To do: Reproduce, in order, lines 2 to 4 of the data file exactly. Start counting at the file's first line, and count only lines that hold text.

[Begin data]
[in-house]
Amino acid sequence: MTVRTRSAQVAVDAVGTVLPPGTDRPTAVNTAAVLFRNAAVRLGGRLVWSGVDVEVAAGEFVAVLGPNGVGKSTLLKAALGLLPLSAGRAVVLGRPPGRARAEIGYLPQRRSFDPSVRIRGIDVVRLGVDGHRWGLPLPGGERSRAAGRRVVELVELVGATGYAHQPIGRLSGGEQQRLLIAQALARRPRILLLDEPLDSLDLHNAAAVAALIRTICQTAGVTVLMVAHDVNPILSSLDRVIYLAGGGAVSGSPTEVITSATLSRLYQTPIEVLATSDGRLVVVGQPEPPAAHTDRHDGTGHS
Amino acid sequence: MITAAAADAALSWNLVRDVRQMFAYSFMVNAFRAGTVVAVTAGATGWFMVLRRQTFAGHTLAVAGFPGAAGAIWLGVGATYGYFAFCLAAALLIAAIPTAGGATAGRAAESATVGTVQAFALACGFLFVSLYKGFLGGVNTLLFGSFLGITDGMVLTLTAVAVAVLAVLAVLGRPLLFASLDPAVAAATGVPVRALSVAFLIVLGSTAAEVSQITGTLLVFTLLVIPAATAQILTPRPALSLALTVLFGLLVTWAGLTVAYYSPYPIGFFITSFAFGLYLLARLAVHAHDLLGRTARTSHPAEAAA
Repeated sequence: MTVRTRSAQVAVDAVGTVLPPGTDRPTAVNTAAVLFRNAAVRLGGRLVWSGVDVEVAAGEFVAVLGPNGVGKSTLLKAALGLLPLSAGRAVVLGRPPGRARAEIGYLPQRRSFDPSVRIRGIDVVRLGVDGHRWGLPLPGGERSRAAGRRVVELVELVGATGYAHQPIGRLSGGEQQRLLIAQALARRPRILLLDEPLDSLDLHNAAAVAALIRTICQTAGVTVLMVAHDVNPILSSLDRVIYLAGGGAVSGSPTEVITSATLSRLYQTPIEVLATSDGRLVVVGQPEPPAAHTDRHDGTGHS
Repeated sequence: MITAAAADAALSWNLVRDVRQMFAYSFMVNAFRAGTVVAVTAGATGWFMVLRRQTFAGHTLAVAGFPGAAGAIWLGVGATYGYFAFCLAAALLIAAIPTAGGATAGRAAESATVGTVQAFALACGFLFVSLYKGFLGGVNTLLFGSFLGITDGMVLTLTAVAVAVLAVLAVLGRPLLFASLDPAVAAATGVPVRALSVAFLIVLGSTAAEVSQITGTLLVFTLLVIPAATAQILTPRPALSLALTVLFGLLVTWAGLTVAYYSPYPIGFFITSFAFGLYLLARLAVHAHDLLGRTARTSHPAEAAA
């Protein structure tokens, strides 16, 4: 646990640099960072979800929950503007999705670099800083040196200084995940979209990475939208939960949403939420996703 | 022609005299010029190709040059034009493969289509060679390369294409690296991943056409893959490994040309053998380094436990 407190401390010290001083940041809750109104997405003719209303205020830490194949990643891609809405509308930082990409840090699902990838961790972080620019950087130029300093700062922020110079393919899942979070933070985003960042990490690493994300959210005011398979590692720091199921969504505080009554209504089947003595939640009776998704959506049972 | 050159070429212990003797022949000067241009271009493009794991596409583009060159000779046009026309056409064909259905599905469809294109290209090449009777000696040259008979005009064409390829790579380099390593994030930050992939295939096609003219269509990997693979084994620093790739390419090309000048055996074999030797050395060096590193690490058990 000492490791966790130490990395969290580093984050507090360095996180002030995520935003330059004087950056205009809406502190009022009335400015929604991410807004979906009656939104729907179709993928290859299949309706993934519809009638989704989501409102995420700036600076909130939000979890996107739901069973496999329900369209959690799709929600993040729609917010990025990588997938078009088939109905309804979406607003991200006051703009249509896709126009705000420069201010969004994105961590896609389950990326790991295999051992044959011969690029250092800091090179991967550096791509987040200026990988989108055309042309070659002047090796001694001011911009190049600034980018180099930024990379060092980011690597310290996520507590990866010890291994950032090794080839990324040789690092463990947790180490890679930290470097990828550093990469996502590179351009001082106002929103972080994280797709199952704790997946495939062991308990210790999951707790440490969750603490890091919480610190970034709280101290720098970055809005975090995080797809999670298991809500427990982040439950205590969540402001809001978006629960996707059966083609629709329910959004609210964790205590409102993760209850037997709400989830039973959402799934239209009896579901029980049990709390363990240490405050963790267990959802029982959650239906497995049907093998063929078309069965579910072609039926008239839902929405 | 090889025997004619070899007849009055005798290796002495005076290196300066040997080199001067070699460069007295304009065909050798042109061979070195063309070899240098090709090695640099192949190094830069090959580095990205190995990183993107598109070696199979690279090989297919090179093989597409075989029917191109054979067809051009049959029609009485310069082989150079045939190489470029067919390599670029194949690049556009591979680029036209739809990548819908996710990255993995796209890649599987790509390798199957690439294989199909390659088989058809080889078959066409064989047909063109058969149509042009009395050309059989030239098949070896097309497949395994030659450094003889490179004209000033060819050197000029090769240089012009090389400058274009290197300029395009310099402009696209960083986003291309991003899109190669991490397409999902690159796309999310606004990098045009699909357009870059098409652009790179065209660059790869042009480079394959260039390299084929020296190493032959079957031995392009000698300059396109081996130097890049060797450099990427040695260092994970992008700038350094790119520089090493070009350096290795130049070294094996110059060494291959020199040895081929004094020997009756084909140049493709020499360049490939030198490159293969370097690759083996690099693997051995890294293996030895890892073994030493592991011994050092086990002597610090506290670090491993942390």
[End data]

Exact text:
Amino acid sequence: MTVRTRSAQVAVDAVGTVLPPGTDRPTAVNTAAVLFRNAAVRLGGRLVWSGVDVEVAAGEFVAVLGPNGVGKSTLLKAALGLLPLSAGRAVVLGRPPGRARAEIGYLPQRRSFDPSVRIRGIDVVRLGVDGHRWGLPLPGGERSRAAGRRVVELVELVGATGYAHQPIGRLSGGEQQRLLIAQALARRPRILLLDEPLDSLDLHNAAAVAALIRTICQTAGVTVLMVAHDVNPILSSLDRVIYLAGGGAVSGSPTEVITSATLSRLYQTPIEVLATSDGRLVVVGQPEPPAAHTDRHDGTGHS
Amino acid sequence: MITAAAADAALSWNLVRDVRQMFAYSFMVNAFRAGTVVAVTAGATGWFMVLRRQTFAGHTLAVAGFPGAAGAIWLGVGATYGYFAFCLAAALLIAAIPTAGGATAGRAAESATVGTVQAFALACGFLFVSLYKGFLGGVNTLLFGSFLGITDGMVLTLTAVAVAVLAVLAVLGRPLLFASLDPAVAAATGVPVRALSVAFLIVLGSTAAEVSQITGTLLVFTLLVIPAATAQILTPRPALSLALTVLFGLLVTWAGLTVAYYSPYPIGFFITSFAFGLYLLARLAVHAHDLLGRTARTSHPAEAAA
Repeated sequence: MTVRTRSAQVAVDAVGTVLPPGTDRPTAVNTAAVLFRNAAVRLGGRLVWSGVDVEVAAGEFVAVLGPNGVGKSTLLKAALGLLPLSAGRAVVLGRPPGRARAEIGYLPQRRSFDPSVRIRGIDVVRLGVDGHRWGLPLPGGERSRAAGRRVVELVELVGATGYAHQPIGRLSGGEQQRLLIAQALARRPRILLLDEPLDSLDLHNAAAVAALIRTICQTAGVTVLMVAHDVNPILSSLDRVIYLAGGGAVSGSPTEVITSATLSRLYQTPIEVLATSDGRLVVVGQPEPPAAHTDRHDGTGHS